Testing The iCache Geode Mobile Wallet, A Card That Clones Your Credit Cards

I have to admit, when I first heard about the Kickstarter project for the iCache Geode Mobile Wallet I thought to myself  “yeah right…good luck with that.” The process seemed unlikely to me.

First of all, how are the card networks ever going to let someone temporarily “clone” their cards onto another dynamic card? Secondly, how fast could the process work? There could be a lot of challenges.

I was able to get my hands on a newly shipped unit and put it to the test. I captured the results in the video below. Does it work? Yes, it actually completes payments at places that accept it. There is definitely a learning curve to use it successfully, but after I figured out the total procedure and practiced it a few times, the Geode and it’s little GeoCard actually let me buy some things.

It’s pretty well documented at this point, but if you don’t know what the iCache Geode is, it is an attempt to convert the iPhone into an all-in-one digital wallet for your credit cards and loyalty cards.

Essentially, it is an iPhone sleeve outfitted with a fingerprint reader (for authentication), an E Ink display on the back for loyalty card barcodes and a single, dynamic credit card that can be temporarily and securely encoded with any of the credit cards you upload into the app. (It also comes with a detachable magstripe reader that you use to swipe and upload your cards into the secure element in the sleeve — a nice touch).

In this way, you can carry a single plastic credit card that can act as any of your credit cards, whenever you need them. This sleeve/case works seamlessly with an iOS app that manages all your payment and loyalty cards.

A Few Caveats
Does it work everywhere? Unfortunately, not everywhere I tried could accept the card. The two self-service gas stations where I attempted to use it would not accept it. During a quick call with the makers, iCache Chief Strategy Officer Erik Ross explained that there is a known issue with dip-style credit card readers (the kind you insert and pull out manually) and that they are working on getting the GeoCard to work with them.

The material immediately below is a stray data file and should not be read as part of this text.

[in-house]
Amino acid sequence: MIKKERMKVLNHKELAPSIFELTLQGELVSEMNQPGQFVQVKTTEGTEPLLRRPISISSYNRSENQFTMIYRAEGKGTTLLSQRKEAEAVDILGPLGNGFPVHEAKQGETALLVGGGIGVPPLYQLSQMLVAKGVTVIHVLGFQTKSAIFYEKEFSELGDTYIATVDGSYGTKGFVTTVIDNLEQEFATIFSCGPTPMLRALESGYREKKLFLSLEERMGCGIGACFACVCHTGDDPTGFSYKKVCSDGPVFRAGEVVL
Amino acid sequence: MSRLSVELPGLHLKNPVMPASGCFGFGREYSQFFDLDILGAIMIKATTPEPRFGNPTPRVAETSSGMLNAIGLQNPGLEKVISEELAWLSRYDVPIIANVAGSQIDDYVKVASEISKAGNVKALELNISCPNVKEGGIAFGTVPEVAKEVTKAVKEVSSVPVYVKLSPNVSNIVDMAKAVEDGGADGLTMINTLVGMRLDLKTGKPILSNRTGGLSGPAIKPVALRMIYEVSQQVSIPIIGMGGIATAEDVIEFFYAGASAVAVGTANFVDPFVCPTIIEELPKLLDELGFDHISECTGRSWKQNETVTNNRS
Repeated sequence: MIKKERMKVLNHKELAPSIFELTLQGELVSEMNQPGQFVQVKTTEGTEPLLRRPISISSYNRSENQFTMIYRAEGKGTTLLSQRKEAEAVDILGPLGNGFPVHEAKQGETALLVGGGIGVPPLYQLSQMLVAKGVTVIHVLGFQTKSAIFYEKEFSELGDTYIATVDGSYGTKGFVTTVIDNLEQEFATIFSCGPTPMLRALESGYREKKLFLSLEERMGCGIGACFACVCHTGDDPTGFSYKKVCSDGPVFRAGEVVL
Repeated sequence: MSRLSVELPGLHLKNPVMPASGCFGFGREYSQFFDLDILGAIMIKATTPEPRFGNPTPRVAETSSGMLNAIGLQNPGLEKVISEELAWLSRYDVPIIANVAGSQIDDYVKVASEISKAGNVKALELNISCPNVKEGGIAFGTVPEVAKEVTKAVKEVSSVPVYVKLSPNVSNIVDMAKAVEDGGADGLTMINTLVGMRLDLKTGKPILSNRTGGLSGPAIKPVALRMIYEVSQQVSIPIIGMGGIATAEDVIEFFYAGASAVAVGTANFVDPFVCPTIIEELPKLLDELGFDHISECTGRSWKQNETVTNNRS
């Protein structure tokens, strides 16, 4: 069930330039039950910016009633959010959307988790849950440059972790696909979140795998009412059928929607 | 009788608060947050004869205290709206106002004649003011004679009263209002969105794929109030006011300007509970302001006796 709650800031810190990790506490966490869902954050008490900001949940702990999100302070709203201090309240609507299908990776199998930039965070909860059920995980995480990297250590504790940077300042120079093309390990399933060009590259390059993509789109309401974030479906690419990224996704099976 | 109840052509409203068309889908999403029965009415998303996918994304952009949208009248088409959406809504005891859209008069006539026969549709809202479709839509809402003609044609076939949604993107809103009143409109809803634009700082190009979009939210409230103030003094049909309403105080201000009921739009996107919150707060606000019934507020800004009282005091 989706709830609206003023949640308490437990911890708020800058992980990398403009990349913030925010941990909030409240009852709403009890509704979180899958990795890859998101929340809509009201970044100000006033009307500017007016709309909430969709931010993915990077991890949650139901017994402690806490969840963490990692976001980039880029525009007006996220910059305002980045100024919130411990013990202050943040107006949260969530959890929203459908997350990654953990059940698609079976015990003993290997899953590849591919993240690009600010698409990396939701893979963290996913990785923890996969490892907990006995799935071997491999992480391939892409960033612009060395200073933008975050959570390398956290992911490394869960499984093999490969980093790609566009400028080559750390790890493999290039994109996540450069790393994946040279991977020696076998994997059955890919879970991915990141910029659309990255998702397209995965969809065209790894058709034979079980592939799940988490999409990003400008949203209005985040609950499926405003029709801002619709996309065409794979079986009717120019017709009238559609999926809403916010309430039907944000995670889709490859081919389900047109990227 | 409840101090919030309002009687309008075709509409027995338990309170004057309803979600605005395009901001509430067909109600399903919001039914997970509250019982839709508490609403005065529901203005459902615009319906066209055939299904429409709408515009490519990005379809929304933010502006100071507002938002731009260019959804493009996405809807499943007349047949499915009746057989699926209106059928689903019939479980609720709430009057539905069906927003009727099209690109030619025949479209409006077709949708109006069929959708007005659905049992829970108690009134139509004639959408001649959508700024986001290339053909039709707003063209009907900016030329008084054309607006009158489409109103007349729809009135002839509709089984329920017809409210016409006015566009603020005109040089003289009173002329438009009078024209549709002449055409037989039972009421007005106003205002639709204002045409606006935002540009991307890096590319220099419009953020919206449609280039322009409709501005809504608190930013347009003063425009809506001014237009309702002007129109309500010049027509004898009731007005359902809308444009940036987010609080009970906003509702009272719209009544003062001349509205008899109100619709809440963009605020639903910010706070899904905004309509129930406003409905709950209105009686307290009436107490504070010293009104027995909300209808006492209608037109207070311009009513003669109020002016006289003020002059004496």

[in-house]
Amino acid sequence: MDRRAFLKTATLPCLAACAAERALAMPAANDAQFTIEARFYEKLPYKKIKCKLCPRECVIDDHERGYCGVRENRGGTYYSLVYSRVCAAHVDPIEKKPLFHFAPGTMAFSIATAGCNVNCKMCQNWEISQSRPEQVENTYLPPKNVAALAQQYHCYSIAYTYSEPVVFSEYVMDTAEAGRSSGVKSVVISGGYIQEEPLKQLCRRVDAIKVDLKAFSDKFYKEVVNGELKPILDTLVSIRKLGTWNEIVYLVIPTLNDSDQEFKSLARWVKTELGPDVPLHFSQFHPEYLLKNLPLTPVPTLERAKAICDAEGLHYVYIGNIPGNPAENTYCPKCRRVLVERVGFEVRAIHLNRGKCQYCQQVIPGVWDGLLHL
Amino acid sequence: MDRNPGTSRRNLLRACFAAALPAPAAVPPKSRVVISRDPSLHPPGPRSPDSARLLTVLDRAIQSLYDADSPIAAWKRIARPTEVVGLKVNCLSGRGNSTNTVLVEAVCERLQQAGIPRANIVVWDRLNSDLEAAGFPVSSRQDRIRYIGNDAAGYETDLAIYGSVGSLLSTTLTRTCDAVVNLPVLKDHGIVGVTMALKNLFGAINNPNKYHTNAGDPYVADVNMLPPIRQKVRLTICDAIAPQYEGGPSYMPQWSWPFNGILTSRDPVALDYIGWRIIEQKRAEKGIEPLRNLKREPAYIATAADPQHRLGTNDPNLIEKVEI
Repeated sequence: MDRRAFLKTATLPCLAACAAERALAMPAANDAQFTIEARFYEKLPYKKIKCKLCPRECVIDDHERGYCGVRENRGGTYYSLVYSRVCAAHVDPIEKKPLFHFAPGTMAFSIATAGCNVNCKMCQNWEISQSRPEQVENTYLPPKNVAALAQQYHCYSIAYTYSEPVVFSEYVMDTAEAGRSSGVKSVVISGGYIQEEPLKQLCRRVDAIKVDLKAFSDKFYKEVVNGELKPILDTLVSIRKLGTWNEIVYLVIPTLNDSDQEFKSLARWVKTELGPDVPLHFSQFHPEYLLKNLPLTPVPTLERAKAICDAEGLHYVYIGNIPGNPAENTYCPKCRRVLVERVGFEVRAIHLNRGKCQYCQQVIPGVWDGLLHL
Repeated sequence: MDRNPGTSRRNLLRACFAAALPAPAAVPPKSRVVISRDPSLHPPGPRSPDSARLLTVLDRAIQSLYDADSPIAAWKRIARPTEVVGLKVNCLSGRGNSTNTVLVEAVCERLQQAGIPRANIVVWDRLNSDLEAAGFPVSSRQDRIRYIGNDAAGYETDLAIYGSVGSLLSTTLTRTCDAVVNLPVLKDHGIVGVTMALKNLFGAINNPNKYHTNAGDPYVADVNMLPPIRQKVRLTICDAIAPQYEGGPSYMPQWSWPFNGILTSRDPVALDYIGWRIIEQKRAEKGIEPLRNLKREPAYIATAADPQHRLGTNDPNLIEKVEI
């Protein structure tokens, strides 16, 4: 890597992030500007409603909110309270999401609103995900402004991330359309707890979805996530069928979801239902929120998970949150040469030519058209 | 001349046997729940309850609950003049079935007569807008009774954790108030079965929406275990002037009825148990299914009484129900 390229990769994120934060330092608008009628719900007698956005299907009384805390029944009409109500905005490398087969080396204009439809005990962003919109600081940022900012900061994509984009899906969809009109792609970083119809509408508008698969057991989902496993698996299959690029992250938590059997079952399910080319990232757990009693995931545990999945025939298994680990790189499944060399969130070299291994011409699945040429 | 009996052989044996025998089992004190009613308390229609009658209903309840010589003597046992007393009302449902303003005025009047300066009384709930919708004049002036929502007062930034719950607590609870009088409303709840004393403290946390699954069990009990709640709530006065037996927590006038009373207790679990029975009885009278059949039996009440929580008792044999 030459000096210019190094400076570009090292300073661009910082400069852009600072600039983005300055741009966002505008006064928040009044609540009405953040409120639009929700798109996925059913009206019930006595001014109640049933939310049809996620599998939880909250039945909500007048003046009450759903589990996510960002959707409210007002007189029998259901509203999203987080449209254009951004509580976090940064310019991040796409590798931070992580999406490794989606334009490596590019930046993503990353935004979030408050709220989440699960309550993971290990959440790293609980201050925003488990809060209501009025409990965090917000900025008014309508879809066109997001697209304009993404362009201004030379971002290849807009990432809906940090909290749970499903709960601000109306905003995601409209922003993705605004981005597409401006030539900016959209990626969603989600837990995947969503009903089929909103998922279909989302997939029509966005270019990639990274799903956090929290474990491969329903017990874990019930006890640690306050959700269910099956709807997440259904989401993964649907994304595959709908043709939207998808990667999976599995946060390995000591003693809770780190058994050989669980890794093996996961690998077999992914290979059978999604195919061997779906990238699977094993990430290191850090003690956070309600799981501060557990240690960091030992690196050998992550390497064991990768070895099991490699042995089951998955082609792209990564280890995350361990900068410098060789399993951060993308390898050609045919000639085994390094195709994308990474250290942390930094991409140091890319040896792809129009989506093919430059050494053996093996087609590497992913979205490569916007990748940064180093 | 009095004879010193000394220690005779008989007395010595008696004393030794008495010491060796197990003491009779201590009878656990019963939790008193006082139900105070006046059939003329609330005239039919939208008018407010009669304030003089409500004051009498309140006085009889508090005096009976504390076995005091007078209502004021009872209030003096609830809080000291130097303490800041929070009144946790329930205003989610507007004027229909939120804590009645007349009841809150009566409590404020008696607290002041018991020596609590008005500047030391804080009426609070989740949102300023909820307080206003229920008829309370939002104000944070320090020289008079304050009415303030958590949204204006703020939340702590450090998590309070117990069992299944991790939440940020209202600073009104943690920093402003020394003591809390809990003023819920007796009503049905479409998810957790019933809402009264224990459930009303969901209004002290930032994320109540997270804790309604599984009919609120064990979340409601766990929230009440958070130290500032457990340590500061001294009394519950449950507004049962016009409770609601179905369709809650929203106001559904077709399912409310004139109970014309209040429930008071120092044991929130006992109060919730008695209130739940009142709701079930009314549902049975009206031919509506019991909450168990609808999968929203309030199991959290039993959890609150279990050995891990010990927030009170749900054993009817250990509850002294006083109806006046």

Another thing is that you have to remember to “flick” the card with your fingers to activate it after you have loaded it with your card info but before swiping it. It’s kind of a hassle, but it’s not for arbitrary reasons and rather is how the battery life in the card is conserved — it’s not activated until flicked. According to iCache, a new version of the GeoCard will be coming soon that is rechargeable.

As for how the big card networks allow this dynamic card to be used on their networks…I’m not completely sure. But apparently iCache is being treated like any other issuer and as long as the card meets size, security and operational rules (which it must be doing), it sounds like it is good to go.

I inquired with iCache about this and they told me that GeoCard transactions look like any other payment card transactions during processing and that the card meets CAST standards (Compliance Assessment and Security Testing).

The Bottom Line
I really like the Geode and would continue to use it myself, but I’m not sure I would leave all my credit cards at home just yet. It’s not a 100% bullet proof solution for payments in my estimation. I mean, regular credit cards get declined from time to time too. But the Geode was 3 for 6 in my attempts (3 out of 4 in the video and 0 out of 2 at gas stations). That’s 50% effective in my little field test and not enough to instill confidence to carry it alone.